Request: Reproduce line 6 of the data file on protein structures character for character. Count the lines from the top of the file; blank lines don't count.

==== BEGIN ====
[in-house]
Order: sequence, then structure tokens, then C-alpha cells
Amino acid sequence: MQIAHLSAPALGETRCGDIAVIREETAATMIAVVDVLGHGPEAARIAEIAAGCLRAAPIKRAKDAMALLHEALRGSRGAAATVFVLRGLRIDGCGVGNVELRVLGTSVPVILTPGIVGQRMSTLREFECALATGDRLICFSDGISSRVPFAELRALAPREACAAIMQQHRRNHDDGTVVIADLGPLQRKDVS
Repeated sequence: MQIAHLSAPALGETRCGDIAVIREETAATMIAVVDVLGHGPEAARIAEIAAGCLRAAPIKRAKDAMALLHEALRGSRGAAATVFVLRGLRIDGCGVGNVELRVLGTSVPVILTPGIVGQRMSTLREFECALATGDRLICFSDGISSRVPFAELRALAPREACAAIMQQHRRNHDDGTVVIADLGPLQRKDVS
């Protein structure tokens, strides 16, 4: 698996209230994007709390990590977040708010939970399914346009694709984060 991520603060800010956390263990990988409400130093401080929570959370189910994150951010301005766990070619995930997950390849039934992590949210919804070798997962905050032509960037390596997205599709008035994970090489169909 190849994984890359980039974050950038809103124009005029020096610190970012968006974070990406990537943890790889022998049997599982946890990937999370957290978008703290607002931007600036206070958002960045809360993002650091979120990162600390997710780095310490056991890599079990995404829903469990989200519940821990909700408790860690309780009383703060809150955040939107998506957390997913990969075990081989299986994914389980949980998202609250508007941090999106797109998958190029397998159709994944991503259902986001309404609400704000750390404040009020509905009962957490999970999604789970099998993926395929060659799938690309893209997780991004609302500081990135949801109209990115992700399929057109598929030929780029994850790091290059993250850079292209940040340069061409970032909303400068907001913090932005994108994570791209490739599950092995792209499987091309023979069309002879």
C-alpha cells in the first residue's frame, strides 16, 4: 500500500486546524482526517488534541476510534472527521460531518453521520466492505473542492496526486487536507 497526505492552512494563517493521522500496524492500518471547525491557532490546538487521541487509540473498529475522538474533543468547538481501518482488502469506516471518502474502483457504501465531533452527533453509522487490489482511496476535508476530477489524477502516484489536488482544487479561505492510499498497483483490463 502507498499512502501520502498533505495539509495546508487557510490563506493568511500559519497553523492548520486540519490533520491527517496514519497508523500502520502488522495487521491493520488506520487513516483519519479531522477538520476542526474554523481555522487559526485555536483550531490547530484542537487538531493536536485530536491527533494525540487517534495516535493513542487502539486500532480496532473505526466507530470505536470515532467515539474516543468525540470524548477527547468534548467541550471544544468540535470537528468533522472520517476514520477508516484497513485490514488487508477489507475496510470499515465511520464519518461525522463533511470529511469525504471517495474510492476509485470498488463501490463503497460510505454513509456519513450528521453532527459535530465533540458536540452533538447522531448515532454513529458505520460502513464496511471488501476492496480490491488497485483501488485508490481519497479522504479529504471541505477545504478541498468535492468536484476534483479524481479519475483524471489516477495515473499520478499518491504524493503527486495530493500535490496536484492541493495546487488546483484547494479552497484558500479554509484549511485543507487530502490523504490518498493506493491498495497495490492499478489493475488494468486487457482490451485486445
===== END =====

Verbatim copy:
C-alpha cells in the first residue's frame, strides 16, 4: 500500500486546524482526517488534541476510534472527521460531518453521520466492505473542492496526486487536507 497526505492552512494563517493521522500496524492500518471547525491557532490546538487521541487509540473498529475522538474533543468547538481501518482488502469506516471518502474502483457504501465531533452527533453509522487490489482511496476535508476530477489524477502516484489536488482544487479561505492510499498497483483490463 502507498499512502501520502498533505495539509495546508487557510490563506493568511500559519497553523492548520486540519490533520491527517496514519497508523500502520502488522495487521491493520488506520487513516483519519479531522477538520476542526474554523481555522487559526485555536483550531490547530484542537487538531493536536485530536491527533494525540487517534495516535493513542487502539486500532480496532473505526466507530470505536470515532467515539474516543468525540470524548477527547468534548467541550471544544468540535470537528468533522472520517476514520477508516484497513485490514488487508477489507475496510470499515465511520464519518461525522463533511470529511469525504471517495474510492476509485470498488463501490463503497460510505454513509456519513450528521453532527459535530465533540458536540452533538447522531448515532454513529458505520460502513464496511471488501476492496480490491488497485483501488485508490481519497479522504479529504471541505477545504478541498468535492468536484476534483479524481479519475483524471489516477495515473499520478499518491504524493503527486495530493500535490496536484492541493495546487488546483484547494479552497484558500479554509484549511485543507487530502490523504490518498493506493491498495497495490492499478489493475488494468486487457482490451485486445